If neither parent is telecommuting, in addition to the justified absence, one of the parents is entitled to monthly financial support corresponding to two thirds of their basic remuneration declared in December 2020, paid in equal parts by the employer and the social security, being the minimum limit equal to a guaranteed minimum monthly remuneration (RMMG) and the maximum limit equal to three RMMG.
If it is a self-employed person who has contributed for at least 3 consecutive months for at least 12 months, the monthly support corresponds to one third of the monthly contribution base for the fourth quarter of 2020, with the minimum limit equal to 1 Social Support (IAS) and the maximum limit equal to 2.5 IAS, which may not, in any case, exceed the amount of remuneration recorded as a contributory base.
Can essential service workers justify absences and have financial support to assist their children?
No. For the children of essential workers, there is a school or day-care for their reception.
Vaccinations Updated 26th December
When will vaccination against COVID-19 start in Portugal?
In Portugal, the vaccination process will start on December 27, 2020 and will continue throughout the year 2021.
Is there a vaccination plan in Portugal?
Yes. The COVID-19 Vaccination Plan was presented on December 3 by the Task-Force coordinator, appointed to prepare this plan. The Vaccination Plan will be updated as more information becomes available. The first update to the Vaccination Plan was released on December 17. The National Health Service is responsible for implementing the plan.
Who developed the vaccination plan?
The COVID-19 Vaccination Plan was developed by a multidisciplinary team, created by government order, integrated by a coordination nucleus and by technical support bodies, services and bodies.
What vaccines did Portugal buy?
Portugal acquired about 22 million doses, under the agreements between six pharmaceutical companies and the European Union.
The six companies are Astrazeneca, BioNTech / Pfizer, Moderna, Curevac, Janssen and Sanofi / GSK.
Will the purchased vaccines arrive to vaccinate the entire Portuguese population?
Portugal has already secured, within the mechanisms of the European Commission, about 22 million doses of vaccines, sufficient to vaccinate all residents in Portugal. Even so, it should be stressed that all vaccines will not arrive at the same time, with delivery and administration taking place in a phased manner, taking into account the distribution calendar planned for next year, which implied the establishment of priority groups to receive the vaccine over that period.
Where were vaccines developed for COVID-19?
Vaccines have been developed in several parts of the world. Almost a year after SARS-Cov-2 was identified in the Chinese city of Wuhan, there are several studies underway, and more than 200 vaccines to be developed, of which over 50 are in the human testing phase (clinical trials).
Why should I get vaccinated for COVID-19?
Being vaccinated against COVID-19 allows us to protect ourselves individually against the disease and its complications and contribute to the protection of public health, through group immunity.
How many doses of the vaccine do I have to take?
As of today, vaccination against COVID-19 includes two doses / doses per person, although there are vaccines under development whose vaccination schedule may consist of just one dose.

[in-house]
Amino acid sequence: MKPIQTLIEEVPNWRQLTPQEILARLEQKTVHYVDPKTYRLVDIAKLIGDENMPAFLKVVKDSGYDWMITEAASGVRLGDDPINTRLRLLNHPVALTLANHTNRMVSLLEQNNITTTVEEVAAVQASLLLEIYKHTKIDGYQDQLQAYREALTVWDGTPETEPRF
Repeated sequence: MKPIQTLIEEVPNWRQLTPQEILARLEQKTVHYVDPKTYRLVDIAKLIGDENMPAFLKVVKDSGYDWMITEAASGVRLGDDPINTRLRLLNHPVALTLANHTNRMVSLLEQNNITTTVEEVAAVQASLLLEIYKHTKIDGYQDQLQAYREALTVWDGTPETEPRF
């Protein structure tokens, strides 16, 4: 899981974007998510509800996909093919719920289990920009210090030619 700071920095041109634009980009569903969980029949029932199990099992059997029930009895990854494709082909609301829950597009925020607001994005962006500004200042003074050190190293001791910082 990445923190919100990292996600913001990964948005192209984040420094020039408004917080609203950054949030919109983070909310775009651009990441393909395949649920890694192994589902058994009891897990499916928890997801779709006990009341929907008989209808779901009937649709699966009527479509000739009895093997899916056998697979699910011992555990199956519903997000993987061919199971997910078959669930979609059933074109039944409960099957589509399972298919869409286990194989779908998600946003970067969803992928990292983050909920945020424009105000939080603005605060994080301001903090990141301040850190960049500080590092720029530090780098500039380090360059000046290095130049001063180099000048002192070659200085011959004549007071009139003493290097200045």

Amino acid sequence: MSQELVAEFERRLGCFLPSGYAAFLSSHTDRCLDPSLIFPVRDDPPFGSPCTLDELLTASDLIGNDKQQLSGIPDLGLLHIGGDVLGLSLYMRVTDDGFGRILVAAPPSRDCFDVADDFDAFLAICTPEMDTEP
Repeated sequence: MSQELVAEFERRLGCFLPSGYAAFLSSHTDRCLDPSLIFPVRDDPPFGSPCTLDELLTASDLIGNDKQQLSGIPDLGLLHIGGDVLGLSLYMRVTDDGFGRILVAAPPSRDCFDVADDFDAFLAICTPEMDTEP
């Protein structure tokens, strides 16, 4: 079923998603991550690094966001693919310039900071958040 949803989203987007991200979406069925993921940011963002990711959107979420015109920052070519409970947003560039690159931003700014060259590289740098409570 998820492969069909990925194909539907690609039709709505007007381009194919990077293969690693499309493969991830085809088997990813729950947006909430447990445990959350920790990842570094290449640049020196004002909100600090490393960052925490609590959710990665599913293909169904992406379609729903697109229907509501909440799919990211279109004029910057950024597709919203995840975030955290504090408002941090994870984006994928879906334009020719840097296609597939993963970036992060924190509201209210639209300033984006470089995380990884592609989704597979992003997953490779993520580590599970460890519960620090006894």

Is the vaccine mandatory?
No. The vaccine against COVID-19 is voluntary, that is, only those who wish to take the vaccine. However, health officials strongly recommend vaccination against COVID-19 as a means of controlling the pandemic.
Are vaccines safe?
Yes. In the development and approval of vaccines against COVID-19, as for any other medicine, their effectiveness, safety and quality are being guaranteed, through clinical trials and rigorous evaluation by the European Medicines Agency. This process benefits from years of research. It should also be noted that the minimum time during which the vaccinees were monitored after taking the 2nd dose, was eight weeks. This period exceeds 6 weeks, during which time the most common adverse effects usually appear after taking vaccines. In these vaccines, no significant adverse effects were observed at a frequency or severity that jeopardizes their safety.
Does the vaccine against COVID-19 have side effects?
Like any other medicine, the vaccine against COVID-19 can also have side effects. Adverse reactions reported by some participants in clinical trials have been mild and transient and include, among others: injection site pain; fatigue; Headache; muscle pain; chills; joint pain; fever.
Of the vaccines to be administered in Portugal, will there be more effective and safer vaccines than others?
Any vaccine that is authorized by the EMA must demonstrate quality, safety and efficacy. The main differences between vaccines are how they induce the body to acquire immunity. Some vaccines will work in the traditional way. In it, components of the virus are injected and the immune system recognizes them as foreign entities, developing defences against them.
Other vaccines, those that are more advanced in the authorization process, are called mRNA vaccines and inject information that allows the body to create a component of the virus, which in turn will lead the immune system to develop defences.
At present, there is not enough information to suggest that one vaccine is better than another.
Will the vaccine prevent you from having COVID-19?
Studies suggest so. All of the earlier vaccines in clinical trials have shown preliminary results that have been shown to be effective against COVID-19. Effectiveness means that a vaccinated person has a risk of contracting the disease that is significantly less than that of another person, under identical circumstances, who has not been vaccinated. Efficacy for severe forms of illness can also be considered, that is, vaccinees may eventually have a mild illness, but are protected from severe forms of COVID-19 compared to unvaccinated ones. Therefore, vaccination will play a central role in the preservation of human lives and the containment of the pandemic.